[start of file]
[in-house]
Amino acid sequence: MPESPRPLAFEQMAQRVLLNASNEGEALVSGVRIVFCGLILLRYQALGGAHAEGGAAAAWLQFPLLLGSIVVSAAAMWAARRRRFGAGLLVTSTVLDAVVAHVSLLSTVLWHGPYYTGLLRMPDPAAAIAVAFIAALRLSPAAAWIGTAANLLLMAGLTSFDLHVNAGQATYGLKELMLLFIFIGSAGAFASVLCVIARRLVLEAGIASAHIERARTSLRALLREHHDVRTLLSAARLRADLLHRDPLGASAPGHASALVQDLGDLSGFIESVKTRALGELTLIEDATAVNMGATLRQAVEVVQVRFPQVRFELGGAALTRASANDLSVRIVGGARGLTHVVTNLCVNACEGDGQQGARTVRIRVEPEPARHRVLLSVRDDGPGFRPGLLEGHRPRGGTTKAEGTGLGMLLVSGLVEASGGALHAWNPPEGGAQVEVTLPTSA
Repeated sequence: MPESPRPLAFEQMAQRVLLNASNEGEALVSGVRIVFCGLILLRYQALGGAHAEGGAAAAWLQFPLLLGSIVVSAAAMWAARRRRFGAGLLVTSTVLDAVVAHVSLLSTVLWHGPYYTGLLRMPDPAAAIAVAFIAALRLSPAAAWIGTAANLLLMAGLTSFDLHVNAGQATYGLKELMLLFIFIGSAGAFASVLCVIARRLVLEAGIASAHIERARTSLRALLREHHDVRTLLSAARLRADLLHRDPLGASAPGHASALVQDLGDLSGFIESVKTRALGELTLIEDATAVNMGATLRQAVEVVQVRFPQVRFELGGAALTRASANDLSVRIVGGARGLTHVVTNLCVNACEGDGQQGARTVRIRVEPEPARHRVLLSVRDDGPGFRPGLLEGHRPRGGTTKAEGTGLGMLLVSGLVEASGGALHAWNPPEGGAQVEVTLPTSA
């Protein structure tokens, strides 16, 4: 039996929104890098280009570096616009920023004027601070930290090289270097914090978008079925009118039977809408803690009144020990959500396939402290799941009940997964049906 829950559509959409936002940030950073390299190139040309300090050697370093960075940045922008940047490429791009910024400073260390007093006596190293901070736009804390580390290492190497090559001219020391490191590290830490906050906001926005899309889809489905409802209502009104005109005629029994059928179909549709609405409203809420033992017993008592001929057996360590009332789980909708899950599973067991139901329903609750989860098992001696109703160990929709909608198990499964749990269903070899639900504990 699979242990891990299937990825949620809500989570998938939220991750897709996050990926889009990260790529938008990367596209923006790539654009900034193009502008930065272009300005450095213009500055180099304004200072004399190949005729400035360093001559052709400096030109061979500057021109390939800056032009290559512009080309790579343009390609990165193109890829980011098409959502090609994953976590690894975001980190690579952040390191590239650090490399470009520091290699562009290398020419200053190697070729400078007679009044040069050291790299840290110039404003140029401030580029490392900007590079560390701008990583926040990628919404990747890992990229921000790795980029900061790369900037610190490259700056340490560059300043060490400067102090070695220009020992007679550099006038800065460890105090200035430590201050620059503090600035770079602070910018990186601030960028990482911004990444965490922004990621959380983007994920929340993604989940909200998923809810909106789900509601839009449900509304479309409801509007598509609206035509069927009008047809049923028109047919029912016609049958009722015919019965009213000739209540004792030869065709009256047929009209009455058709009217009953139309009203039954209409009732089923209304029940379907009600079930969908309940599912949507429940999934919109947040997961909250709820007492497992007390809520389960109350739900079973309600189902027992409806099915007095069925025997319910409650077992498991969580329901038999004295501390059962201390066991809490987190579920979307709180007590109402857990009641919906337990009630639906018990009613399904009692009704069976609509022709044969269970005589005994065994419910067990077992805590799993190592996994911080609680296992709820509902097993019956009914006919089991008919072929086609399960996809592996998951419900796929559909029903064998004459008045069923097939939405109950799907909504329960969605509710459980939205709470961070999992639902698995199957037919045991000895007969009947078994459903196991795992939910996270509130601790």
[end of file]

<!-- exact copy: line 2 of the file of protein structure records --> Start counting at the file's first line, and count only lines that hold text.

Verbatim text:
Amino acid sequence: MPESPRPLAFEQMAQRVLLNASNEGEALVSGVRIVFCGLILLRYQALGGAHAEGGAAAAWLQFPLLLGSIVVSAAAMWAARRRRFGAGLLVTSTVLDAVVAHVSLLSTVLWHGPYYTGLLRMPDPAAAIAVAFIAALRLSPAAAWIGTAANLLLMAGLTSFDLHVNAGQATYGLKELMLLFIFIGSAGAFASVLCVIARRLVLEAGIASAHIERARTSLRALLREHHDVRTLLSAARLRADLLHRDPLGASAPGHASALVQDLGDLSGFIESVKTRALGELTLIEDATAVNMGATLRQAVEVVQVRFPQVRFELGGAALTRASANDLSVRIVGGARGLTHVVTNLCVNACEGDGQQGARTVRIRVEPEPARHRVLLSVRDDGPGFRPGLLEGHRPRGGTTKAEGTGLGMLLVSGLVEASGGALHAWNPPEGGAQVEVTLPTSA